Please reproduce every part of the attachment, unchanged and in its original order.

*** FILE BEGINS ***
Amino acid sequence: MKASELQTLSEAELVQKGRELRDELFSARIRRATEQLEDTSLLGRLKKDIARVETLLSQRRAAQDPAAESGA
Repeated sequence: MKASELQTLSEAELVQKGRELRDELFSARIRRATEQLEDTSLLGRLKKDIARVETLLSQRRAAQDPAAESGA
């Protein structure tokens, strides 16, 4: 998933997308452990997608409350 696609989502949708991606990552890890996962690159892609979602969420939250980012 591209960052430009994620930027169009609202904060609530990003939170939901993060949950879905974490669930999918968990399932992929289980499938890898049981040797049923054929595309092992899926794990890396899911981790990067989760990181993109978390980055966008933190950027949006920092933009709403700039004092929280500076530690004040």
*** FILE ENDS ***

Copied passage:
Amino acid sequence: MKASELQTLSEAELVQKGRELRDELFSARIRRATEQLEDTSLLGRLKKDIARVETLLSQRRAAQDPAAESGA
Repeated sequence: MKASELQTLSEAELVQKGRELRDELFSARIRRATEQLEDTSLLGRLKKDIARVETLLSQRRAAQDPAAESGA
């Protein structure tokens, strides 16, 4: 998933997308452990997608409350 696609989502949708991606990552890890996962690159892609979602969420939250980012 591209960052430009994620930027169009609202904060609530990003939170939901993060949950879905974490669930999918968990399932992929289980499938890898049981040797049923054929595309092992899926794990890396899911981790990067989760990181993109978390980055966008933190950027949006920092933009709403700039004092929280500076530690004040």